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Our guide to wines for Christmas dinner--even Chinese food.
Your Christmas shopping is (probably) done, but if you haven't settled on what wines to pour with dinner tomorrow night, The Daily Sip is here to help.
Wine choice at a big holiday dinner comes down to the main protein and its flavors--just as with any other meal. So whether you need to run to the wine shop or pull the right bottle off the rack, below is our quick guide to Christmas-dinner wine pairings.
There's a reason steakhouses have wine lists dominated by big California reds like Cabernet and Zinfandel--both varieties pair perfectly with any dish that once mooed. Our picks: Seghesio Sonoma County Zinfandel 2009 ($19) and Spring Mountain Vineyard Napa Valley Cabernet ($75), which is chalky, supple and pairs perfectly with holiday beef dishes.
The classic pairing for lamb is red Bordeaux (though Syrah/Shiraz is a perfectly good alternative, as is New Zealand Pinot Noir). Every Bordeaux vintage since 2003 has been good, except for 2007. Lesser-known appellations and regional blends will offer the best value. Our pick: Merlot-based Chateau Gigault Cotes de Blaye Cuvee Viva ($20).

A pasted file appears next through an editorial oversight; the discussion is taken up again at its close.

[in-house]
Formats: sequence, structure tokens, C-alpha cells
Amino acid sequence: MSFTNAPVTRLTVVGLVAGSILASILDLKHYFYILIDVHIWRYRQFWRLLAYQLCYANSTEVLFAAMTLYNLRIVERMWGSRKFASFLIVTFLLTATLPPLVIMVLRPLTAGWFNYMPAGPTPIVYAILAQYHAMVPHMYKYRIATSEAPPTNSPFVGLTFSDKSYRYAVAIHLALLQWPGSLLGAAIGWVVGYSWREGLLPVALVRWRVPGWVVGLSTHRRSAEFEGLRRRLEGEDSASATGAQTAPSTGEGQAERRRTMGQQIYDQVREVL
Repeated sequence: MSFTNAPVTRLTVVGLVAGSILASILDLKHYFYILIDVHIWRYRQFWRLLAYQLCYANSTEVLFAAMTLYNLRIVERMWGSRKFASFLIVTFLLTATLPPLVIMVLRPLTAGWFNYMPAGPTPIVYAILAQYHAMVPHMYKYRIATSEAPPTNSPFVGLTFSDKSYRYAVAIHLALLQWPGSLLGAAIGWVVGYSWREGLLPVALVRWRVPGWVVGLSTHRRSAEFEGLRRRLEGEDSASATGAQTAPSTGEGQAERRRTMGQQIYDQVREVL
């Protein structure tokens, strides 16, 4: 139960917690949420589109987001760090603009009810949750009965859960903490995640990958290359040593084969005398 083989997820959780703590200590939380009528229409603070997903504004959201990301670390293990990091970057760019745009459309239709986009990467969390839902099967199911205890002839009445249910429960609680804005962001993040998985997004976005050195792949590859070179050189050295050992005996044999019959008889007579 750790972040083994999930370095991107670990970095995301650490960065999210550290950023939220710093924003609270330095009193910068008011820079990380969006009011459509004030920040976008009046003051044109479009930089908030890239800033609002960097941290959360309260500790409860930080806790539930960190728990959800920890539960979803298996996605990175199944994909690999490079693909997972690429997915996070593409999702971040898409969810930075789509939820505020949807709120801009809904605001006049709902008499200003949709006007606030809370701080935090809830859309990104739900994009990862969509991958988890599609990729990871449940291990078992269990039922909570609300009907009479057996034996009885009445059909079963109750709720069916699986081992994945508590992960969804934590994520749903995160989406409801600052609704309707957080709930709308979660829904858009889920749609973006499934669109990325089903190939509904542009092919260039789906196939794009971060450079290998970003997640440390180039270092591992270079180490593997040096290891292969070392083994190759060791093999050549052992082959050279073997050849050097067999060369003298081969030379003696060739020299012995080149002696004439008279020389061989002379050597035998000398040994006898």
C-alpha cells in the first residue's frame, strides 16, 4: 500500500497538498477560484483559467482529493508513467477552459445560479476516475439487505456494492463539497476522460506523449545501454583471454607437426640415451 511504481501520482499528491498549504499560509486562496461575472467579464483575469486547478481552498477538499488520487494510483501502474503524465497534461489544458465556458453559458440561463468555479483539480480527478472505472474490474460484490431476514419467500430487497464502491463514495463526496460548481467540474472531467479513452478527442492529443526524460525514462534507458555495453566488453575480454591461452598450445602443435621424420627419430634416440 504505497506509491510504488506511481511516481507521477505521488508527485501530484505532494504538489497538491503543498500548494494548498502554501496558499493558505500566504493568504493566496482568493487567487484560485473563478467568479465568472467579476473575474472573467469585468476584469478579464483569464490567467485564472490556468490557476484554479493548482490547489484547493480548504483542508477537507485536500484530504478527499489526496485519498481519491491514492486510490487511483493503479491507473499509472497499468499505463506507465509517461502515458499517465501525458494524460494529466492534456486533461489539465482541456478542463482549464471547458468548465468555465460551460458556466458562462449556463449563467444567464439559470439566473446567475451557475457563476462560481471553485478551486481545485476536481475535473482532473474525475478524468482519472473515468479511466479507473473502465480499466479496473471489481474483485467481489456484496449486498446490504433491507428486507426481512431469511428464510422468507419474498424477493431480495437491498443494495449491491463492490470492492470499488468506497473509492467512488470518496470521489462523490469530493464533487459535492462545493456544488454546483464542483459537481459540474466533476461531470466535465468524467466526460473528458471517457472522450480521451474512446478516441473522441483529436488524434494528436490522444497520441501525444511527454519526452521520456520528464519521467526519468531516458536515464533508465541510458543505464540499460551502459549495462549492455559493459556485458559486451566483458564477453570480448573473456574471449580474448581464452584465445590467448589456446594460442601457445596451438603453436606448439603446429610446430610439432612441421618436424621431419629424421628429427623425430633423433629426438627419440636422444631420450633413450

There are two great wine varieties for pork. Pinot Noir is a perfect match for most cuts; but if you're cooking ham, go with Riesling. This grape pairs beautifully with the saltiness and sweetness of the meat. Our pick: Any recent vintage of Grosset Riesling from Australia's Clare Valley ($20-$40).
There's no better wine pairing for duck than Pinot Noir. The earthiness and fruit flavors of Pinot--particularly those from Burgundy--complement the gaminess of duck. This is also a great pick for pork, above. Our choice: Any vintage from 2004 on, Joseph Drouhin Cote de Beaune red Burgundy ($30).
Not everyone celebrates Christmas dinner--plenty of us go to BYO Chinese restaurants. A variety that stands up to the wide range of flavors on the Chinese table is Gewurztraminer. Not long ago, a Chinese resort bought the entire 2005 vintage of New Zealand's top Gewurztraminer, Vinoptima. Our pick, the 2004 ($50), is still available in the U.S. But ask for any bold, rich Alsatian or German Gewurztraminer in the wine shop, and you're good to go--from Peking Duck to shrimp in lobster sauce.
Have a favorite Christmas-dinner wine of your own? Tell us about it below.